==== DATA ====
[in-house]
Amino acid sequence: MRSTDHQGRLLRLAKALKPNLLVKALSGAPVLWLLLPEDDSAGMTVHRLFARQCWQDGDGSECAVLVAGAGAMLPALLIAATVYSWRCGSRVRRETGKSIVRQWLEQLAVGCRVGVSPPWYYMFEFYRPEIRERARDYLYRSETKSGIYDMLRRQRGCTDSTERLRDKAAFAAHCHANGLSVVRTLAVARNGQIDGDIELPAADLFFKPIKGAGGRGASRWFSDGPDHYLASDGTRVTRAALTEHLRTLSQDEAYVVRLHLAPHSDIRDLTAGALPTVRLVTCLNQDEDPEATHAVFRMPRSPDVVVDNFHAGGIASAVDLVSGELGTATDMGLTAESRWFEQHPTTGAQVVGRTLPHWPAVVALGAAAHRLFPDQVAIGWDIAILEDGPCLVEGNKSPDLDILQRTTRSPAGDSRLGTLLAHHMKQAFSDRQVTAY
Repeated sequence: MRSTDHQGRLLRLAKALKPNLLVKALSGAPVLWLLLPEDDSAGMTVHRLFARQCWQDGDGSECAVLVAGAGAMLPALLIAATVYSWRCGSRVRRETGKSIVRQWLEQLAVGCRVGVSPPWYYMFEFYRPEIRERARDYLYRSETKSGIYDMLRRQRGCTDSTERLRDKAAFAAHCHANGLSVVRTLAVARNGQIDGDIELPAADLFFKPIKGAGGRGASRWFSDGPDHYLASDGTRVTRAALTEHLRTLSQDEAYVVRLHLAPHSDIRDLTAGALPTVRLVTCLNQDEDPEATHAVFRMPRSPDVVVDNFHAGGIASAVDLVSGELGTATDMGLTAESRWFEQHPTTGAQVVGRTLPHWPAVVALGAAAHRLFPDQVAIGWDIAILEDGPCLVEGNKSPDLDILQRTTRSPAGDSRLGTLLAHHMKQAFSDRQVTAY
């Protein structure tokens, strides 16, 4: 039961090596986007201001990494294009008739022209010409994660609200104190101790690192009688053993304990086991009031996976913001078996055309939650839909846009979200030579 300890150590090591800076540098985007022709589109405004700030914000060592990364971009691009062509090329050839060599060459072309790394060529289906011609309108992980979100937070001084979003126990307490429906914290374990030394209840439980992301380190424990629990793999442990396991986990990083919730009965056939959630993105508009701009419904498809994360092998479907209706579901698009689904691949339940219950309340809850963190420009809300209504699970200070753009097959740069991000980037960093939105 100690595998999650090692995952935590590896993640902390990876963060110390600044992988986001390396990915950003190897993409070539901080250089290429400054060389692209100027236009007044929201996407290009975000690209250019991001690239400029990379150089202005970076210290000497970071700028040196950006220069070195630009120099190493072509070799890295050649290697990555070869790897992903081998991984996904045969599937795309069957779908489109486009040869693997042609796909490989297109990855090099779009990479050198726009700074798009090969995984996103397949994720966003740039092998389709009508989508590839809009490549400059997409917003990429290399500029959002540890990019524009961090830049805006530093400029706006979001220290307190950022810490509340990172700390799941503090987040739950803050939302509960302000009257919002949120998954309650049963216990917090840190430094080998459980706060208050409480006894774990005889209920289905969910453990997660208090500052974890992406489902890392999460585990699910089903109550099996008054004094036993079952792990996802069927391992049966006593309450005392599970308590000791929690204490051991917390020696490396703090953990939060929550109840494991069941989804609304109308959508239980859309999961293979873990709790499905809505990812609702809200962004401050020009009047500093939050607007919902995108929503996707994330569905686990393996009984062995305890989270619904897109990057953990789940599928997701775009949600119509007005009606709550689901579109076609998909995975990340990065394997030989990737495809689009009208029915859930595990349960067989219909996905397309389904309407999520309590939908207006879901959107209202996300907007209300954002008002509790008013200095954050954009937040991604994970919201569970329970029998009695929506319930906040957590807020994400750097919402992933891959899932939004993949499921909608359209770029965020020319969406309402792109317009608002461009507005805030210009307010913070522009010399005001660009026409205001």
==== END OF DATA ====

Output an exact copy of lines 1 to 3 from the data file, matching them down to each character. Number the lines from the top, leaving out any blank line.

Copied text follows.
[in-house]
Amino acid sequence: MRSTDHQGRLLRLAKALKPNLLVKALSGAPVLWLLLPEDDSAGMTVHRLFARQCWQDGDGSECAVLVAGAGAMLPALLIAATVYSWRCGSRVRRETGKSIVRQWLEQLAVGCRVGVSPPWYYMFEFYRPEIRERARDYLYRSETKSGIYDMLRRQRGCTDSTERLRDKAAFAAHCHANGLSVVRTLAVARNGQIDGDIELPAADLFFKPIKGAGGRGASRWFSDGPDHYLASDGTRVTRAALTEHLRTLSQDEAYVVRLHLAPHSDIRDLTAGALPTVRLVTCLNQDEDPEATHAVFRMPRSPDVVVDNFHAGGIASAVDLVSGELGTATDMGLTAESRWFEQHPTTGAQVVGRTLPHWPAVVALGAAAHRLFPDQVAIGWDIAILEDGPCLVEGNKSPDLDILQRTTRSPAGDSRLGTLLAHHMKQAFSDRQVTAY
Repeated sequence: MRSTDHQGRLLRLAKALKPNLLVKALSGAPVLWLLLPEDDSAGMTVHRLFARQCWQDGDGSECAVLVAGAGAMLPALLIAATVYSWRCGSRVRRETGKSIVRQWLEQLAVGCRVGVSPPWYYMFEFYRPEIRERARDYLYRSETKSGIYDMLRRQRGCTDSTERLRDKAAFAAHCHANGLSVVRTLAVARNGQIDGDIELPAADLFFKPIKGAGGRGASRWFSDGPDHYLASDGTRVTRAALTEHLRTLSQDEAYVVRLHLAPHSDIRDLTAGALPTVRLVTCLNQDEDPEATHAVFRMPRSPDVVVDNFHAGGIASAVDLVSGELGTATDMGLTAESRWFEQHPTTGAQVVGRTLPHWPAVVALGAAAHRLFPDQVAIGWDIAILEDGPCLVEGNKSPDLDILQRTTRSPAGDSRLGTLLAHHMKQAFSDRQVTAY